Arbitrum Rewards Hacker With 400 ETH For Detecting a Critical $400M Vuln...

    On September 19, Arbitrum, one of the most popular Layer 2 solutions for Ethereum, paid 400 ETH (about $560,000) to a white hat hacker who found a potential vulnerability in its code. The white hat hacker, known on Twitter as Riptide, finds vulnerabilities within smart contracts written in Solidity. Riptide said the 'multi-million dollar vulnerability' could potentially affect anyone who wanted to exchange funds from Ethereum to Arbitrum Nitro. No big deal just bridging a cool $470mm through the same Inbox contract Definitely should be eligible for a max bounty — riptide (@0xriptide) September 20, 2022 Arbitrum Prevented Millions of Dollars in Losses The hacker thoroughly scanned the Arbitrum Nitro code a few weeks before it was released, checking the contracts so they could 'see if the update had been a success.' After the upgrade, Riptide noticed some errors that prevented the bridge from working correctly. Upon further inspection, Riptide noticed that the inbox sequencer was experiencing a delay. 'A client can send a message to the Sequencer by signing and publishing an L1 transaction in the Arbitrum chain's Delayed Inbox. This functionality is most commonly used for depositing ETH or tokens via a bridge.' After rescanning the contract, Riptide confirmed that the inbox sequencer bug allowed a critical vulnerability in the contract by which Riptide or another malicious hacker could have obtained millions of dollars by diverting incoming ETH ... read More

Another 5,000 Bitcoin Sourced From Mt Gox Wake up After Close to 9 Years...

    Last week News reported on two old bitcoin addresses created in 2013 sending 10,001 bitcoin to a myriad of wallets. Heuristics and clustering techniques indicate that the bitcoins were associated with Mt Gox, roughly around the same time the exchange was hacked in June 2011. Five days later, 5,000 bitcoins were transferred from a wallet created on the same day in 2013, and the stash of coins were also connected to Mt Gox in some type of fashion.The Onchain Tale of 15,001 Bitcoin Associated With the Mt Gox Saga Another 5,000 so-called 'sleeping bitcoins,' from a wallet created on December 19, 2013, were transferred on September 4, 2022. The action, caught by, took place five days after 10,001 bitcoin (BTC) moved from two bitcoin addresses created close to nine years ago on the same day in 2013. The 5,000 BTC sent on Sunday, September 4, 2022, have a mysterious history as they are associated with the now-defunct Mt Gox bitcoin exchange right around the same time the exchange was hacked in June 2011. When our newsdesk reported on the 10,001 BTC associated with Mt Gox, there wasn't much fanfare about the coins moving. Coindesk columnist Jocelyn Yang, however, discussed the situation with a data engineer at Coin Metrics. The engineer said the bitcoins from 2013 may have been associated with 'an old Kraken cold storage address, a Kraken OTC (over the counter) deal, [or] a Kraken user.' Then on September 3, 2022, the OXT researcher Ergobtc published a Twit... read More

Coinbase Sued for Allegedly Selling 79 Unregistered Crypto Securities &m...

    A class-action lawsuit has been filed against the Nasdaq-listed cryptocurrency exchange Coinbase alleging that the platform lets customers trade 79 cryptocurrencies that are unregistered securities, including XRP, dogecoin (DOGE), and shiba inu (SHIB).Lawsuit Claims Coinbase Sold 79 Unregistered Crypto Securities to Customers A class-action lawsuit was filed last week against Coinbase Global Inc., Coinbase Inc., and CEO Brian Armstrong. Lead plaintiffs and Coinbase users Christopher Underwood, Louis Oberlander, and Henry Rodriguez allege that from Oct. 8, 2019, to the present, Coinbase let customers buy and sell 79 different cryptocurrencies without disclosing that they are in fact securities. The plaintiffs added that these crypto securities are not registered with the U.S. Securities and Exchange Commission (SEC) or any state regulators, and Coinbase is not registered as a securities exchange or a broker-dealer. The plaintiffs claim that 'Coinbase's sale of these tokens violates both federal and state law.' The class covers all persons or entities who transacted any of the 79 crypto tokens on Coinbase or the Coinbase Pro platform during the class period. Without registering these crypto assets with the SEC and state regulators, the plaintiffs said: Purchasers do not have access to the disclosures that accompany the issuances of traditional securities. Rather, investors receive - at most - only the so-called whitepapers, which describe the token, but do not satisfy the requi... read More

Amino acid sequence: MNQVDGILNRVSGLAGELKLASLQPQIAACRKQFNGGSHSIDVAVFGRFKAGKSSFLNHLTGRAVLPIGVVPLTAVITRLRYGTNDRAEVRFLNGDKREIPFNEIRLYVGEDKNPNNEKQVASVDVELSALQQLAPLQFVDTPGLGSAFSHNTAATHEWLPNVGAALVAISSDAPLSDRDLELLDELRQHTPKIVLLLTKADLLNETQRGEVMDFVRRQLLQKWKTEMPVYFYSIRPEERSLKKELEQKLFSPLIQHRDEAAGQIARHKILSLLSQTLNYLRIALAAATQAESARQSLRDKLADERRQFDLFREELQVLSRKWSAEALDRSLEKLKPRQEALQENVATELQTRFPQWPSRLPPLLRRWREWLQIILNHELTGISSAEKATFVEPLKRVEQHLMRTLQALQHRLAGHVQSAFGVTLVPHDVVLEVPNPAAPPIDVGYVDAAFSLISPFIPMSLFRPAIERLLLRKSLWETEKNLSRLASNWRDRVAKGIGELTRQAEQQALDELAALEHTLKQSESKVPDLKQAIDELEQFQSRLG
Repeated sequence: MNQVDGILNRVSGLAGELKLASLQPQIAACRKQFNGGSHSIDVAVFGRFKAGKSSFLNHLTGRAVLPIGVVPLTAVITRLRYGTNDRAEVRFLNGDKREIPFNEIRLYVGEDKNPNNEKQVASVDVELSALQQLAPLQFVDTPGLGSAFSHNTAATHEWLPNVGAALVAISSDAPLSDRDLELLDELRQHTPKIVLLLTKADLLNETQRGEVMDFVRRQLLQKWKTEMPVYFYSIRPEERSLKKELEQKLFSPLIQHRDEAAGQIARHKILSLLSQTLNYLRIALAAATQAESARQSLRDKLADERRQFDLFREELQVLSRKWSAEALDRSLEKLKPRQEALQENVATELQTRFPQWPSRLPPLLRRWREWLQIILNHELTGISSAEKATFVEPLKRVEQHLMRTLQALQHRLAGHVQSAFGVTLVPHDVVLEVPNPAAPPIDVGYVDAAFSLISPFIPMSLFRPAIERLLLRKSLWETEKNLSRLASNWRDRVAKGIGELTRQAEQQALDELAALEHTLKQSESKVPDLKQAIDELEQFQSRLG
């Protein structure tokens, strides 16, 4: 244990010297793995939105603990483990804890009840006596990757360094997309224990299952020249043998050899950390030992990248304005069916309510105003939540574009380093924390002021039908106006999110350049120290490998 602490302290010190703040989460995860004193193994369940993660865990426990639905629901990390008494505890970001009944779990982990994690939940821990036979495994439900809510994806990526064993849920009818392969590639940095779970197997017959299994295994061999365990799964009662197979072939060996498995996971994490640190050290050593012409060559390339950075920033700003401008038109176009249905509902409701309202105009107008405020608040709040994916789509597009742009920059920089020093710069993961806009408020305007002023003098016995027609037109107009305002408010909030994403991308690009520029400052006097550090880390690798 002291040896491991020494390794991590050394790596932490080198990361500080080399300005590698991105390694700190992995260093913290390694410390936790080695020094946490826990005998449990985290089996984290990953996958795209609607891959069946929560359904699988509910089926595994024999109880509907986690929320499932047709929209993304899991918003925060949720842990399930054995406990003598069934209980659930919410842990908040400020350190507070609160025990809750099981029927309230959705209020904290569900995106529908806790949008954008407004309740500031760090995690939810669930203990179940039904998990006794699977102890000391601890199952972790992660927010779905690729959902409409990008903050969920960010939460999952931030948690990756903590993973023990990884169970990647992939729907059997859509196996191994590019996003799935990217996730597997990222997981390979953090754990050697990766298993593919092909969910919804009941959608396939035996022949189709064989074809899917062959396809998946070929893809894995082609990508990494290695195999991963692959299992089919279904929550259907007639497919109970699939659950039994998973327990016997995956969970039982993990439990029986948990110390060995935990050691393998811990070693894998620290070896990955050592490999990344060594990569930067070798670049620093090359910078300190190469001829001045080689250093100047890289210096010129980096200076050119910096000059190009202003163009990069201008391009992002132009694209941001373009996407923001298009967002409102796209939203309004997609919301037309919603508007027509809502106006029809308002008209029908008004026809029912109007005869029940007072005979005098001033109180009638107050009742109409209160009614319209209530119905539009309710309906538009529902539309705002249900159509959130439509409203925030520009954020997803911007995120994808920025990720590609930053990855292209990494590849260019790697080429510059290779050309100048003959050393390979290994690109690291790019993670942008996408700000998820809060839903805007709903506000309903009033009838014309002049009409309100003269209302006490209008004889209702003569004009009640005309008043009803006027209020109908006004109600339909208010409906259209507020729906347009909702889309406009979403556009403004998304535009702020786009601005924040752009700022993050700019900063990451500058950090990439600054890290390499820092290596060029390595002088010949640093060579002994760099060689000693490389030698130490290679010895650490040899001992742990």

De-Mixing Wasabi Coinjoin Transactions: A Deep Dive Into Chainalysis&rsq...

    On Tuesday, journalist Laura Shin published a story that claims to identify the 2016 Genesis DAO hacker who siphoned 3.6 million ethereum from the decentralized autonomous organization. While the story surprised the crypto community, one of the biggest eye-openers was the blockchain analysis methods leveraged, and the claim that Chainalysis allegedly 'de-mixed' Wasabi transactions.Community Shocked by Chainalysis 'De-Mixing' Wasabi Transactions, Samourai Wallet Criticizes Wasabi's Coinjoin Scheme An article published by the journalist Laura Shin has revealed a so-called shocker about the use of Coinjoin transactions. Specifically, Shin's report highlighted how she used a 'powerful and previously secret forensics tool from crypto tracing firm Chainalysis.' According to the report, Chainalysis discovered the attacker sent 50 bitcoin to a Wasabi wallet, and the blockchain intelligence firm was reportedly able to 'de-mix' the transactions. This piece of information was unexpected to a great number of crypto supporters. After the article was published, bitcoin advocate Nic Carter wrote: Lots of crazy stuff in the DAO hacker piece this am, but the part that stood out to me was Chainalysis being able to demix Wasabi [transactions]. Furthermore, the team behind the Samourai wallet criticized Wasabi's mixing scheme on Tuesday as well. Wasabi has been under fire in the past over privacy concerns and the team has been debating Samourai developers over the issue for years. If you are us... read More

Sequoia Capital Designates $500-600 Million to Crypto Fund Focused on Li...

    On February 17, the venture capital firm Sequoia Capital announced the launch of a new $500 million to $600 million sub-fund dedicated to 'liquid tokens and digital assets.' The company noted during its announcement that the new fund highlights Sequoia's strategic 'commitment to crypto.'Venture Firm Sequoia Capital to Launch a Fund Focused on Liquid Tokens and Digital Assets The American venture capital firm headquartered in Menlo Park, California, Sequoia Capital is starting a fund that will be focused on investing in crypto assets. In a blog post dubbed 'A Block Step Forward,' Sequoia says the new liquid token fund 'complements' the firm's ongoing crypto investing. Sequoia's announcement further discussed prior partnerships with crypto movers and shakers like FTX CEO Sam Bankman-Fried and Michael Shaulov the co-founder of Fireblocks. The venture capital firm also mentioned blockchains like Ethereum, Solana, and 'major' decentralized finance (defi) protocols. While investing in these technologies, Sequoia mentioned learning a great deal along the way. 'Today, we are doing just that with a new $500–600M sub fund focused primarily on liquid tokens and digital assets,' the blog post published on Thursday notes. Sequoia Capital continued: Sequoia Crypto Fund complements our broader commitment to crypto. Our goal with this fund is to participate more actively in protocols, better support token-only projects, and learn by doing ourselves. We remain committed to working coll... read More